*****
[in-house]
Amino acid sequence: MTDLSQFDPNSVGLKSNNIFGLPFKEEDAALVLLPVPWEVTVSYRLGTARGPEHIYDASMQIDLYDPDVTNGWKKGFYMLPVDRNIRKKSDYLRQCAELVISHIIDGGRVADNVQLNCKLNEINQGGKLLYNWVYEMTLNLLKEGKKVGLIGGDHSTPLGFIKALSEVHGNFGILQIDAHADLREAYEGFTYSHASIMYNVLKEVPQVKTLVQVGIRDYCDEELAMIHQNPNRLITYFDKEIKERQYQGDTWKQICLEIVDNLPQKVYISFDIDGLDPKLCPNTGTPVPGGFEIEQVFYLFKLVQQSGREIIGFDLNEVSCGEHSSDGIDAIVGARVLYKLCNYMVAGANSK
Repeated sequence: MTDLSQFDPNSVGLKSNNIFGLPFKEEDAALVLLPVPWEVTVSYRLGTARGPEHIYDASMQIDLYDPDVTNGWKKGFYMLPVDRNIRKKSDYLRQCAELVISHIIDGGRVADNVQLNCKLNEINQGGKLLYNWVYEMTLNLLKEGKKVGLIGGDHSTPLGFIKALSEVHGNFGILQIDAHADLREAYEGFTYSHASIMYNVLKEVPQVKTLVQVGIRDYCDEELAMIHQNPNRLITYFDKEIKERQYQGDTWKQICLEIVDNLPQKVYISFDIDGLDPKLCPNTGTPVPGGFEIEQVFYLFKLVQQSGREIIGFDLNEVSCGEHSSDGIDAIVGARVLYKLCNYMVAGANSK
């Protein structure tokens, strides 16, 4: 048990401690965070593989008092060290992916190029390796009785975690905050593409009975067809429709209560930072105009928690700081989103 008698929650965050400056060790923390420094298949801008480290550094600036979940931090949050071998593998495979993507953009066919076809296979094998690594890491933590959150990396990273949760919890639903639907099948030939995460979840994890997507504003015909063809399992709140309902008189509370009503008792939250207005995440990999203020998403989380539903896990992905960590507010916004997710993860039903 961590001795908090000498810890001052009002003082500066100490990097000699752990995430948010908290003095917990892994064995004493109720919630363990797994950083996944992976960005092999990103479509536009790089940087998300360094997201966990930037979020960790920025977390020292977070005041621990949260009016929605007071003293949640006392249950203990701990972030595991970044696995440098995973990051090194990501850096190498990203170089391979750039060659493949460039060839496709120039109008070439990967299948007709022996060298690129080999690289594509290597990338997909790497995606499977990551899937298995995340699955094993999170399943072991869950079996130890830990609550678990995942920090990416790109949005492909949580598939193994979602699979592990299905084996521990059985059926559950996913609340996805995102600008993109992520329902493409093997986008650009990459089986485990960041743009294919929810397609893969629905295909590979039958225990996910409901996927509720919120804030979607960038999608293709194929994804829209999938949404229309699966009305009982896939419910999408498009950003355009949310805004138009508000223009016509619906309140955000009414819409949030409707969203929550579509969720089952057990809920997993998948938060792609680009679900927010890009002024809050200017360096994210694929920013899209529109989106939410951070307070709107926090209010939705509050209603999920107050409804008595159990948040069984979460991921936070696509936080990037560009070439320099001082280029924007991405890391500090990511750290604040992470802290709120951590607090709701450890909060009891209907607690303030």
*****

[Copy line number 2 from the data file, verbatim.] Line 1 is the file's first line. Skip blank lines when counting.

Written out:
Amino acid sequence: MTDLSQFDPNSVGLKSNNIFGLPFKEEDAALVLLPVPWEVTVSYRLGTARGPEHIYDASMQIDLYDPDVTNGWKKGFYMLPVDRNIRKKSDYLRQCAELVISHIIDGGRVADNVQLNCKLNEINQGGKLLYNWVYEMTLNLLKEGKKVGLIGGDHSTPLGFIKALSEVHGNFGILQIDAHADLREAYEGFTYSHASIMYNVLKEVPQVKTLVQVGIRDYCDEELAMIHQNPNRLITYFDKEIKERQYQGDTWKQICLEIVDNLPQKVYISFDIDGLDPKLCPNTGTPVPGGFEIEQVFYLFKLVQQSGREIIGFDLNEVSCGEHSSDGIDAIVGARVLYKLCNYMVAGANSK